Creating Paradise, without Water
Xeriscape Gardening is easy to learn – but you have to have
the right mindset.
It’s all about not wasting
water wantonly, or mistakenly planting plants that need to have a constant supply of
It’s about knowing which plants will
adapt to your conditions, and flourish even without care and moisture.
It’s also about letting the plants you choose go into a dormant state, and
not giving in and watering them, and allowing your garden, at times, to not
look marvelous and lush – because you’ll be confident that soon the rains will
come and cooler weather will prevail, and the dormancy will be over.
If you’re ready for a new outlook on
gardening, here’s where you can learn more about xeriscaping – the new trend in
low or no maintenance gardens.
You can learn about all the techniques, that part is
Getting your head around why and
when to plant, and following nature’s lead in all things to do with gardening
is the hardest part for most people – our hearts tell us that we must water, or
the plants will die.
traditional plantings, this is true.
However, when you learn about which plants will thrive even in
challenging conditions even without additional moisture, it becomes easier to
trust that Mother Nature knows best.
Why should I learn about Gardening with Succulents?
Xeriscape gardening is one of the hardest things to wrap your mind
around – but here’s my way of helping you; answer the question above, and you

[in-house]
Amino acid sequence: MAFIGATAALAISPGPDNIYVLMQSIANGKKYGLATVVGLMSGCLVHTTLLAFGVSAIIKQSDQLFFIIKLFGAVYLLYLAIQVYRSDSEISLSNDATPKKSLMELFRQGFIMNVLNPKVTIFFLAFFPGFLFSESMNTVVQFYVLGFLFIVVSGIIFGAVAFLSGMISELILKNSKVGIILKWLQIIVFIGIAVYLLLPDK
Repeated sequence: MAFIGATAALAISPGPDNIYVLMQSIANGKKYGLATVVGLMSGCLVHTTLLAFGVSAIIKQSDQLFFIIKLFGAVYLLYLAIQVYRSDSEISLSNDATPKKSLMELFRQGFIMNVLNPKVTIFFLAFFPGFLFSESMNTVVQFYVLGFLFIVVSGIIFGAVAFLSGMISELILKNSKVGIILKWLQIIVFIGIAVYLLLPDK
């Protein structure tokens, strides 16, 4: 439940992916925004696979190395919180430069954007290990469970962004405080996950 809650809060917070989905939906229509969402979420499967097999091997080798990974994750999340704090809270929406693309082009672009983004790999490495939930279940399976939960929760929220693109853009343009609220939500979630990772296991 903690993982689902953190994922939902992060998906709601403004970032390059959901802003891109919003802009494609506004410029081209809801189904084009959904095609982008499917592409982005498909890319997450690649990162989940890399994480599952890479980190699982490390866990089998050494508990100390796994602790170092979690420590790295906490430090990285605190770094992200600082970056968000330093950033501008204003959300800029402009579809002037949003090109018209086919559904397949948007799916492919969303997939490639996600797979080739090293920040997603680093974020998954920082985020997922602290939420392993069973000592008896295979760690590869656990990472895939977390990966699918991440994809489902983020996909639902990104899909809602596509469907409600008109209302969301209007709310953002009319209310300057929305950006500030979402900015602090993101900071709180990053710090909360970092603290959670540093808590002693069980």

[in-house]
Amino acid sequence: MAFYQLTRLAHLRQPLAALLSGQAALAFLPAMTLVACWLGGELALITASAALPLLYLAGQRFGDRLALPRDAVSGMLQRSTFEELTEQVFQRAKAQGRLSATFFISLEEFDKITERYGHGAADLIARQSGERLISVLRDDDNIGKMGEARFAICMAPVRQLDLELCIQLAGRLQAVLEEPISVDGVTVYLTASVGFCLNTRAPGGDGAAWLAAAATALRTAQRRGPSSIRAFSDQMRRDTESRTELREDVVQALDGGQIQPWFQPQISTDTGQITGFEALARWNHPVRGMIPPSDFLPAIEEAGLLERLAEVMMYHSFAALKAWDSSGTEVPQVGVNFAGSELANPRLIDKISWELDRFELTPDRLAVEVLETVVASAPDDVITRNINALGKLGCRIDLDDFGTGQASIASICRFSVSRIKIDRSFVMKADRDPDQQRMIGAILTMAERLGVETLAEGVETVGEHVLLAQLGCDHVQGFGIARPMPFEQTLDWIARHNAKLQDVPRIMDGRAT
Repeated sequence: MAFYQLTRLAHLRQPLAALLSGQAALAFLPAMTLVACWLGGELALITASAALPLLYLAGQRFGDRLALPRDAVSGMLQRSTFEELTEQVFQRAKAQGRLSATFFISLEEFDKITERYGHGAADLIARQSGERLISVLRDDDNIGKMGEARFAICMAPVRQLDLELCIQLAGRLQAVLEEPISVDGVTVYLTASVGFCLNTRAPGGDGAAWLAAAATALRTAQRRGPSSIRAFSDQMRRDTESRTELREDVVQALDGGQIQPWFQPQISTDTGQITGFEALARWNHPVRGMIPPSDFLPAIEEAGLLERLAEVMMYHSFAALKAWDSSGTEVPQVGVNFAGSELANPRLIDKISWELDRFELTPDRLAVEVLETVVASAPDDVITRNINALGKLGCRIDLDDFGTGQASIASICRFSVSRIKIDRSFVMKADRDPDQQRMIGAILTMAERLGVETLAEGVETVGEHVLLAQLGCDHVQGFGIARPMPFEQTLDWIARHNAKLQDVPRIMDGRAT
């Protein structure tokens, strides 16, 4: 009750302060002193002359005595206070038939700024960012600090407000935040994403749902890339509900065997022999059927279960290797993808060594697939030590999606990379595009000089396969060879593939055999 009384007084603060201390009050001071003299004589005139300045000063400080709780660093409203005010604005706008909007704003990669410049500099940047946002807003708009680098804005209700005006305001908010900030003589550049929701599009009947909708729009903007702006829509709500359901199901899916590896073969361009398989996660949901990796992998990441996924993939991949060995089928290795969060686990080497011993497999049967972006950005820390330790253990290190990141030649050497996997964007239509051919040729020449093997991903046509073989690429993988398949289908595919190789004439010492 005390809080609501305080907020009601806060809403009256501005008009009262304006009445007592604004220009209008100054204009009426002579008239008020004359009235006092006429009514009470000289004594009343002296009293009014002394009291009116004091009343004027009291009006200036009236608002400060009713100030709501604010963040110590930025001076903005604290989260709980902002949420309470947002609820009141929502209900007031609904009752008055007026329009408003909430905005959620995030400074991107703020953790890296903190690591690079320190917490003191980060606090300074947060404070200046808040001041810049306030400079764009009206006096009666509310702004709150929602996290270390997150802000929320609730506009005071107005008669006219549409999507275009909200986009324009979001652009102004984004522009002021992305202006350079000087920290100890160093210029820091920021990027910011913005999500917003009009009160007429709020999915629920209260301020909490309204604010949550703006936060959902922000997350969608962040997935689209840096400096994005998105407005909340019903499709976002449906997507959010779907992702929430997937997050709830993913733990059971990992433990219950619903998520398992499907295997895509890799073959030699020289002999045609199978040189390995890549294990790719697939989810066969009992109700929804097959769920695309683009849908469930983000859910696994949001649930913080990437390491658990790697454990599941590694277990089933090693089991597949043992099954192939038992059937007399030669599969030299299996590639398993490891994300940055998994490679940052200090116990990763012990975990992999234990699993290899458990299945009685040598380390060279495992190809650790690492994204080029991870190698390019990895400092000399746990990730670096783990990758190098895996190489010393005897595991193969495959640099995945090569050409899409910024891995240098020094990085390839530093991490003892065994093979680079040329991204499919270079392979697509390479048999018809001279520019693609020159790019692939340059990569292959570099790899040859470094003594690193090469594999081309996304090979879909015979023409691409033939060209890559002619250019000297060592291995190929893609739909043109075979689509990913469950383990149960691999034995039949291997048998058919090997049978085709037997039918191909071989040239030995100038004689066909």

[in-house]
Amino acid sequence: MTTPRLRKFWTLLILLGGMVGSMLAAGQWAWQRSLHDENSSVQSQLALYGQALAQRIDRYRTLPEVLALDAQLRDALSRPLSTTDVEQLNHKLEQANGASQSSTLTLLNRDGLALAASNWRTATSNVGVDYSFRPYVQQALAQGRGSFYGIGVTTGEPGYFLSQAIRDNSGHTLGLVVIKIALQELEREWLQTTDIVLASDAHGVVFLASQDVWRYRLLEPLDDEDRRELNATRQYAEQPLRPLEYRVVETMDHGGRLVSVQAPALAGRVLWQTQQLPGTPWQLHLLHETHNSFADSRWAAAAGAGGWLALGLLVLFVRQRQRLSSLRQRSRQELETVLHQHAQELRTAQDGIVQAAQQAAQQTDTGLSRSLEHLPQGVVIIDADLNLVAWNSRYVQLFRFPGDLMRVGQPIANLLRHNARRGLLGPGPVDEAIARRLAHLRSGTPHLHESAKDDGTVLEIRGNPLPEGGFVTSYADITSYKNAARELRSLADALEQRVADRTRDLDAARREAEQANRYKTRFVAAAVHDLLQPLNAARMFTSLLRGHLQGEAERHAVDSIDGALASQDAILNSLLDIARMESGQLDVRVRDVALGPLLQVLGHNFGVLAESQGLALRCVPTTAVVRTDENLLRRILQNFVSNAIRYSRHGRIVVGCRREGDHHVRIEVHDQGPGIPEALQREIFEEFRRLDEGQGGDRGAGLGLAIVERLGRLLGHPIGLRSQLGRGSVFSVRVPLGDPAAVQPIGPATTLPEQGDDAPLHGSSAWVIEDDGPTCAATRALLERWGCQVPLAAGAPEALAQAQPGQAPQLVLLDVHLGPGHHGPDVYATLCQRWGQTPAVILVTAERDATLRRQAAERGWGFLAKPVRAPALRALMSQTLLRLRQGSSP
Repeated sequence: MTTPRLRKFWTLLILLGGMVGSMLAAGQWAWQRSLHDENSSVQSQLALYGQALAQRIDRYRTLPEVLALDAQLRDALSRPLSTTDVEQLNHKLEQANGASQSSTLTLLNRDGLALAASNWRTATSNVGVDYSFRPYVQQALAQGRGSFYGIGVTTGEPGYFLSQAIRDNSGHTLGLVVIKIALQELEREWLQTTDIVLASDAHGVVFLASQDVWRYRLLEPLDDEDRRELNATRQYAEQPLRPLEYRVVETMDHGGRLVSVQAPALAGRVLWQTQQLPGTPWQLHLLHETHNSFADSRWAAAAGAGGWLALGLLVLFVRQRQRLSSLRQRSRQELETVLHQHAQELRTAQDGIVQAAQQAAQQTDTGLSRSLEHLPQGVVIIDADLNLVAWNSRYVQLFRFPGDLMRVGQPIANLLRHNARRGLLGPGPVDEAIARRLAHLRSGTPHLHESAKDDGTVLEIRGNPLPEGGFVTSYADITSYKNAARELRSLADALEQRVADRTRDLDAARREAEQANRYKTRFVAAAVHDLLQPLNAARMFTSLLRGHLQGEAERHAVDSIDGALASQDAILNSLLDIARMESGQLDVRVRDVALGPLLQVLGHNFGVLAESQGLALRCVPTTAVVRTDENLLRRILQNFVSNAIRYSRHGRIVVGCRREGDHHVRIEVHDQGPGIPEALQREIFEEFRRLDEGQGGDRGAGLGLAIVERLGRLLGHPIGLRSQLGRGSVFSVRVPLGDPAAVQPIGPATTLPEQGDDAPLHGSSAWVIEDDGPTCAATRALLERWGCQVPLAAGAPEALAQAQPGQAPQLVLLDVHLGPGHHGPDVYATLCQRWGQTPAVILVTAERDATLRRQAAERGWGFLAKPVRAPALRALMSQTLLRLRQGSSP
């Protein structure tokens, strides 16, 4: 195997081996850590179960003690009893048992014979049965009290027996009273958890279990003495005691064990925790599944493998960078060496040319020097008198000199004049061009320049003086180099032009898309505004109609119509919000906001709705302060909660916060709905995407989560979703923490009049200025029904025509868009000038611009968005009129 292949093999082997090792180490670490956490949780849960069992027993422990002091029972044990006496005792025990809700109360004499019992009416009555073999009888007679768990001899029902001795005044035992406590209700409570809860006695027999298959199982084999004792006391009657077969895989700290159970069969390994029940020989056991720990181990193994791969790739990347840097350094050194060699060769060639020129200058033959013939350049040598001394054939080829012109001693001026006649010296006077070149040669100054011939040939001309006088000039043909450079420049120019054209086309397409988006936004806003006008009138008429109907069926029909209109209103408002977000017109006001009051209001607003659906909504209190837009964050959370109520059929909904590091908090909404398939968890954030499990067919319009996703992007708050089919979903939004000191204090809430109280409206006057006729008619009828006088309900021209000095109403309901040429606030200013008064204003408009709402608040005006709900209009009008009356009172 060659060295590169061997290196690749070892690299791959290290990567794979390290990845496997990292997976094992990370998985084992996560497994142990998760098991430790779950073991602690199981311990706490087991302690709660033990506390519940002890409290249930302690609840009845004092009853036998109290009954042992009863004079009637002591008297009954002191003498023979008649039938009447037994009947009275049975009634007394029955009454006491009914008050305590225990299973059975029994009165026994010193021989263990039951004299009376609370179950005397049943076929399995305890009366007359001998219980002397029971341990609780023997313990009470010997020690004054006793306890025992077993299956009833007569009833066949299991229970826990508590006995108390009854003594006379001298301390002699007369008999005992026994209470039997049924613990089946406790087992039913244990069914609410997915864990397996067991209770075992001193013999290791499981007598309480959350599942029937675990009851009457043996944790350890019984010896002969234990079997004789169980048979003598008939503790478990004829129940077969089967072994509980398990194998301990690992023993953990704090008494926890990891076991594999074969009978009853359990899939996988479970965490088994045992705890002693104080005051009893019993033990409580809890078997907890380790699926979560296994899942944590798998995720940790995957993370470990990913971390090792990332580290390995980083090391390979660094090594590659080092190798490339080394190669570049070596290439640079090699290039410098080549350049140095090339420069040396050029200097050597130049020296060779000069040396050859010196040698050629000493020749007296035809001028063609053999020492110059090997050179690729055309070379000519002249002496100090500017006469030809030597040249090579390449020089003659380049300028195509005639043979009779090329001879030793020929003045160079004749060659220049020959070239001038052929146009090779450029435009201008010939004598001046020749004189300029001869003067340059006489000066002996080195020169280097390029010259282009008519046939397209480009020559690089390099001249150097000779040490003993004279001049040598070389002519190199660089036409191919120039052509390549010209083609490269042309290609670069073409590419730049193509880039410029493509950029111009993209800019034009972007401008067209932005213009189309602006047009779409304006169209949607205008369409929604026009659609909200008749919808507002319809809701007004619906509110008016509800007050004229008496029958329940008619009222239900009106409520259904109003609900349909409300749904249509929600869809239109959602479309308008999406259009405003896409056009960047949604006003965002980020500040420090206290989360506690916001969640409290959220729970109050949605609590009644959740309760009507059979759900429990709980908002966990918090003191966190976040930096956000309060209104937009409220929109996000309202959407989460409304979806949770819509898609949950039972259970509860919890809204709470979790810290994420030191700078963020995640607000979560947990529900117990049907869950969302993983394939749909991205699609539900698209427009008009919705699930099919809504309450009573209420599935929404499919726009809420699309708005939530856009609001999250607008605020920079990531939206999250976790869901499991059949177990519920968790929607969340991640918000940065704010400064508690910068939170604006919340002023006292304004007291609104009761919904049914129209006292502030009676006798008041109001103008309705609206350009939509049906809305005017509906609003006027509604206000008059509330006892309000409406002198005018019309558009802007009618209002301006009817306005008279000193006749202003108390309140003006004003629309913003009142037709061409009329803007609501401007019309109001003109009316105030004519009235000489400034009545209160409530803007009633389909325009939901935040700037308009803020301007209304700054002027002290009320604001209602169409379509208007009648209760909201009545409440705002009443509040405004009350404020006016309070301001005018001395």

could win a copy of my Xeriscaping with Succulents e-book just for
writing as much as you can about why you think you should get this book - the most descriptive comment with the most detail will win a free copy of my Xeriscaping with Succulents E-Book.
What's Inside Xeriscaping with Succulents? Get the book for more...
If you're just getting started with this new trend, which I'm glad
to say, looks like it's here to stay, then you may be wondering where to
I've got some great answers for you!
time favorite plants, luckily, are perfect for low maintenance drought
smart gardening. With climate change upon us, and strange weather
patterns all around, it's hard to know which plants will survive harsh
conditions, drought, excess rainfall, wind storms and other challenges.
e-book is my take on how to garden successfully with a less needy
palette. Learning how to plan and plant your own dry garden that
amazingly will still be lush, attract beneficial insects, small
creatures and be a verdant haven for the gardener is easy - and the best
part is that once you've got the main plantings in place, there is very
little that requires your attention.
Free yourself from the
shackles of a high maintenance perennial garden!
Here's other readers take on learning how to xeriscape: they answer the question:
"Why do I need this e-book to begin or improve my xeriscaping?"
Drought Tolerant Perennials
I've long been a big fan of native plants, including some of the
nicest Sedum, the rosey stonecrop, which has the most amazing golden
yellow flowers. I have lots of Sedum spathufolium which grows wild on
top of the rocks around my place on Saltspring Island. (This is in the
Georgia Strait, off the coast of British Columbia - marine climate, zone
7-8). I love the white glow it gives - due to the powder on the stems
If I had this book I could find out more choices to
grow in my conditions. There are few other wild succulents, but growing
Sedum spurium to attract butterflies and solitary bees, and using
tender succulents in some containers for bright color would be